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Abenaki Legislation Likely Again During Upcoming Session
By Michelle Monroe
Boston Globe
Tuesday, January 05, 2010

SWANTON — Recognition for Abenaki tribes and rules for the handling of unmarked burial sites
will be on the legislative agenda again this session, according to Rep. Michel Consejo, D-Sheldon.

Consejo introduced versions of both bills last term.

The burial bill passed the House on Feb. 27, 2009. It was four pages long. The bill went to the
Senate, where the Committee on Economic Development, Housing and General Affairs added
seven pages and a commission to establish procedures for handling unmarked burial sites.

The House bill required any owners of land on which human remains were found to work with the
state archeologists, Native American tribes, and other stakeholders to determine the most
appropriate and respectful method for relocating or otherwise reinterring the remains.

Sen. Vince Illuzi, R- Essex-Orleans, added the commission, as well as numerous provisions
dealing with veterans’ cemeteries and burial of indigents.

The bill passed the Senate and was sent back to the House, which objected to the changes. The
bill was sent to conference, but did not emerge from conference before the end of the term. A
burial bill is a priority for the Abenaki community, according to Consejo, who on Monday indicated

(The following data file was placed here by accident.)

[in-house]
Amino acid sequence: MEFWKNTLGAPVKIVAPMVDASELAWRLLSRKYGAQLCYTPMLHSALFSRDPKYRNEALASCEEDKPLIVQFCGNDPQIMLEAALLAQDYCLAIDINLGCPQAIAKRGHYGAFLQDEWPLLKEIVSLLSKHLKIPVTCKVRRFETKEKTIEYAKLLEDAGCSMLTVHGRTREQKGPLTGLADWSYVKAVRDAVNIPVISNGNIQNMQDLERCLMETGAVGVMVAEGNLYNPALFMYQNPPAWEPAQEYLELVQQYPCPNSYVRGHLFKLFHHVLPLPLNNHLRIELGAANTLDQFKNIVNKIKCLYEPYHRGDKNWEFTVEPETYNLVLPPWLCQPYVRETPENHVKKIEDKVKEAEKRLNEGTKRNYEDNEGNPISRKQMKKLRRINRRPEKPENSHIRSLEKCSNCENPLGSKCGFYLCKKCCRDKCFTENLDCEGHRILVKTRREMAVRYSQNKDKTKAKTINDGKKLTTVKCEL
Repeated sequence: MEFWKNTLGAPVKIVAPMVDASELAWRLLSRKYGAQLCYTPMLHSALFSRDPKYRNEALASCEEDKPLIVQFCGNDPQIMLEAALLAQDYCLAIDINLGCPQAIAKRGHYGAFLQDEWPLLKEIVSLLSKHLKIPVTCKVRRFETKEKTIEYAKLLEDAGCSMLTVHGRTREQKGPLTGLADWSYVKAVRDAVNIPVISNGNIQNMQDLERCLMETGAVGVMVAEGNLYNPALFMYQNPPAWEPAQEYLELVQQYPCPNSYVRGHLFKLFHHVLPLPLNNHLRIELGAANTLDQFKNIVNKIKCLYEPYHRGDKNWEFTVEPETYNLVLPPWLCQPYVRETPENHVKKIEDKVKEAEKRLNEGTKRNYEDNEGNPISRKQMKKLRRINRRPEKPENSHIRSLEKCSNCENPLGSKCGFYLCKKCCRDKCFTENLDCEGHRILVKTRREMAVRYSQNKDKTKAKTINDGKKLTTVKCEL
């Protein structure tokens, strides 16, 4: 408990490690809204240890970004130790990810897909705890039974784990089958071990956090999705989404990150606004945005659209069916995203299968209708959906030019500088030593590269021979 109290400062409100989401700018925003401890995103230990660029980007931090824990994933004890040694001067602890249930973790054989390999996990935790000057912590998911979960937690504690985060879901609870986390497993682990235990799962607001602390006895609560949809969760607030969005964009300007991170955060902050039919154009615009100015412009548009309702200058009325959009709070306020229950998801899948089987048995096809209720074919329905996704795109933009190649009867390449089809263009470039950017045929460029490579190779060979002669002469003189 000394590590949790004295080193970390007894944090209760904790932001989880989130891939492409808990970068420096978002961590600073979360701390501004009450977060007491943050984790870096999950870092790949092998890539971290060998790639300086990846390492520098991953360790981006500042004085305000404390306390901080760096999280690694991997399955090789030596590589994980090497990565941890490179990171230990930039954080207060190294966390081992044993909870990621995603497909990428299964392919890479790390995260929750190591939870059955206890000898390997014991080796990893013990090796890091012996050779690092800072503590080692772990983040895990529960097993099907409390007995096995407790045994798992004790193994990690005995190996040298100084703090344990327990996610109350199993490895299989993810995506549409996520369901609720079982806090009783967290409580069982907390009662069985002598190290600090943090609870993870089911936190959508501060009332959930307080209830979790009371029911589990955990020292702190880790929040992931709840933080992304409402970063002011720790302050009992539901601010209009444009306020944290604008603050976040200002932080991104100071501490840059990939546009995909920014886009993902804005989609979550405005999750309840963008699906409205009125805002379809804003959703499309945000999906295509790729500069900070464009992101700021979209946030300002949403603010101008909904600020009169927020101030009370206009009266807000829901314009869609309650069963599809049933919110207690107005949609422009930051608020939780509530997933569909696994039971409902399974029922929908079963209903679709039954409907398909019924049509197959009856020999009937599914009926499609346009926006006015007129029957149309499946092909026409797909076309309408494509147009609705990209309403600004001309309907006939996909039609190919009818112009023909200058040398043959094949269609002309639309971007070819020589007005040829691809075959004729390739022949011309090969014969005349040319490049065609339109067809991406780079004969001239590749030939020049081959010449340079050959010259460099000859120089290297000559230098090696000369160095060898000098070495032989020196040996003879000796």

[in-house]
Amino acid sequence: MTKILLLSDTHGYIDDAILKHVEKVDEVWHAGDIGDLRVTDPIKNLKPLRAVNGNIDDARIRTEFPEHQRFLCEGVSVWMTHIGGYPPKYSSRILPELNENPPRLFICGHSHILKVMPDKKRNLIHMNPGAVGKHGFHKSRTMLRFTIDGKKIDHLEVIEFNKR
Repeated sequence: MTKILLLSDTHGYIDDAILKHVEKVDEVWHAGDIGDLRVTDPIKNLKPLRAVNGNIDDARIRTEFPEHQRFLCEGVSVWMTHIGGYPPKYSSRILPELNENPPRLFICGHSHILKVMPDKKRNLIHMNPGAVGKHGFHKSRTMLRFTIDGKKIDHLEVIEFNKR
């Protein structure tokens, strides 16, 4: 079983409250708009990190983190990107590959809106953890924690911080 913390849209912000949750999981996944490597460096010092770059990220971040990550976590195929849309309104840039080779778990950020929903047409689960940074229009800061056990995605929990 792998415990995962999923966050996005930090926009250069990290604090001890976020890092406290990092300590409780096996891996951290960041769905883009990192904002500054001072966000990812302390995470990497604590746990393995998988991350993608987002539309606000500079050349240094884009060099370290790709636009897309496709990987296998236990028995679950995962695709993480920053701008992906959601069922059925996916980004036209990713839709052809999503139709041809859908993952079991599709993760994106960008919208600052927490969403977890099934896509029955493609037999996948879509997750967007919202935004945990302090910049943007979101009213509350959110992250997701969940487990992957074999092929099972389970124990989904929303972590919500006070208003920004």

similar legislation would likely be introduced this session. “It is their belief when one of their
ancestors is unburied, bad things happen,” Consejo said of tribal members, many of whom live in
the Swanton area, which he also represents.

The recognition bill, which was co-sponsored by Rep. Brian Savage, R-Swanton, and Rep. Jeff
Young, D-St. Albans City, never made it out of committee. The bill would have allowed Abenaki in
Vermont to attach a label to their crafts stating the items were made by Native Americans.

The bill would also have made the Abenkai tribes eligible for federal grants.

“The whole point of the bill itself is for them to be able to get some grants from the government,”
Consejo said.

“First generation of Abenaki going to college now… is generally a result of the first recognition
bill,” Consejo said.

A recognition bill already has been introduced in the Senate, Consejo said. He will be co-
sponsoring a bill in the House.   


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